The astounding results of the one-sided Sabah elections in March 2008 has established that if someone governs, stokes hopes and improves the socio-politico-economic quotient, he and the party he leads gets a massive dividend. However, it needs to be noted that the victory of Musa Aman was not based on majoritiranism, fundamentalism or extreme populism. The election revolved around an iconic image and the mandate was an acceptance that he was rebuilding Sabah, socially and economically, and people wanted him to continue.
This is what Musa Aman has achieved for the State, which since taking over the helm in 2003, symbolised the worst developmental paradigm. Importantly, the dividend is just not for his political alliance Barisan National, but for the people of the State, whose aspirations certainly has grown manifold as the State has achieved the highest — higher than the national — GDP growth of over 5 to 6 per cent during the last two years.
The 2008 Sabah elections proves that political forces are extremely crucial to economic growth. This governance syndrome certainly does not require an economist to suggest what the people want. The politician rooted to the ground has only to give vent to the aspirations. Musa Aman started giving a turn to the affairs after a state of morass began in the 1990’s. Hence the question being, is Sabah setting a new development benchmark? Musa may just have set the tone for national aspirations and might change the dynamics of national politics. The “Mahathirised” social engineering was based on exclusion of many social groups. It also led to vengeance, vandalisation, poverty and poor law and order situation.
The people’s aspirations brought the Sabahan pride back. Many Sabahan workers have left their work places outside the State and come back. Peace and aspiration are seen as the greatest gift. Women have voiced that. More women turned out to vote. Symbolising the functioning of the State structure, which benefits women even more than men. This ensures better security and also better facilities for health and school enrollment.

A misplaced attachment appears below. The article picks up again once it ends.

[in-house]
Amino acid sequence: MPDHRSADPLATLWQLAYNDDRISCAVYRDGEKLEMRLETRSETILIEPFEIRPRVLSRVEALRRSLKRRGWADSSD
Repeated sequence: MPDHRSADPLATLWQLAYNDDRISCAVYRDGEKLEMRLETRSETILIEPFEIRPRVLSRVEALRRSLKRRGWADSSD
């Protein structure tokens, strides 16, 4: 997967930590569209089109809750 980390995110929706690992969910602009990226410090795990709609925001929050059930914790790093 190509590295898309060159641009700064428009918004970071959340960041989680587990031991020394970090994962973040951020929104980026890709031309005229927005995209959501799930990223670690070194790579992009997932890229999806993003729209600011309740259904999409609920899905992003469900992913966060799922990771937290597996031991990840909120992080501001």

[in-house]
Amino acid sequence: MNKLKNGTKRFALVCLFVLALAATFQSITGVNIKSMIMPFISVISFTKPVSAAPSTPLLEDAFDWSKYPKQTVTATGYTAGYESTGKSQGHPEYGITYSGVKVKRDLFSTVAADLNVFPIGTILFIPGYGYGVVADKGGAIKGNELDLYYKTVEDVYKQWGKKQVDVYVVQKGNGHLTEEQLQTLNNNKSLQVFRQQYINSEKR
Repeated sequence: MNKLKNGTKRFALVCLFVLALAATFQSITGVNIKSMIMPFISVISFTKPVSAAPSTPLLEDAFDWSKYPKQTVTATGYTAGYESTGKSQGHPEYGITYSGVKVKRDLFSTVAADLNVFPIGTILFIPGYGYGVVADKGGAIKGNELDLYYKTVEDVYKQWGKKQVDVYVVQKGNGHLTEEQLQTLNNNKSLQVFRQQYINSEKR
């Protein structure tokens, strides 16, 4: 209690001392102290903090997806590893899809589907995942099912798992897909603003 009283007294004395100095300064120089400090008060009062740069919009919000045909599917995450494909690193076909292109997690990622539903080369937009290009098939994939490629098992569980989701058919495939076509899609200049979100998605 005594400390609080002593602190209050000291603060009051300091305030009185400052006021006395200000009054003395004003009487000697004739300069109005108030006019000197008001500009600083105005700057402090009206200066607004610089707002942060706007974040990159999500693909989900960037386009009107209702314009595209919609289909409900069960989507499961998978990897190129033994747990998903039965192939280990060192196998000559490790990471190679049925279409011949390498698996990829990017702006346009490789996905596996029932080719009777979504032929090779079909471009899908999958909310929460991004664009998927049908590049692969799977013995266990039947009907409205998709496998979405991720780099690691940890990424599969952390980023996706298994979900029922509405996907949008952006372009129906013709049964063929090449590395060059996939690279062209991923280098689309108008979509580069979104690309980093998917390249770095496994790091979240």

This has not happened just like that. The State has given opportunities to grow with a larger road network, it has 17,000 kilometers of road now but only 35% or 5,000 kilometers have been sealed till today from 1415 kilometers in 2005 to 2417 kilometers in 2010, to tar the remaining 12,000 gravel roads in order to attain the national average of 80 per cent sealed roads and 20 per cent gravel roads, Sabah needs RM10 billion and in the new budget for 2013 Sabah is getting 2.2 billion ringgit of road projects from the Federal government. In 2011, The mortality rate for children under five years of age in Sabah was 8.6 per 1,000 live births, or 425 deaths last year. 1% lower than 2010.This is still higher than the national average of 6.2 per cent per 1,000 live births in 2008 but there is an improvement in reduced infant mortality rate from 61 per 1000 to 56, maternal mortality from 371 to 312 per 1000. Sabah will be more self-sufficient in rice production following a boost in funding of RM5.8bil for the agricultural sector in Budget 2013.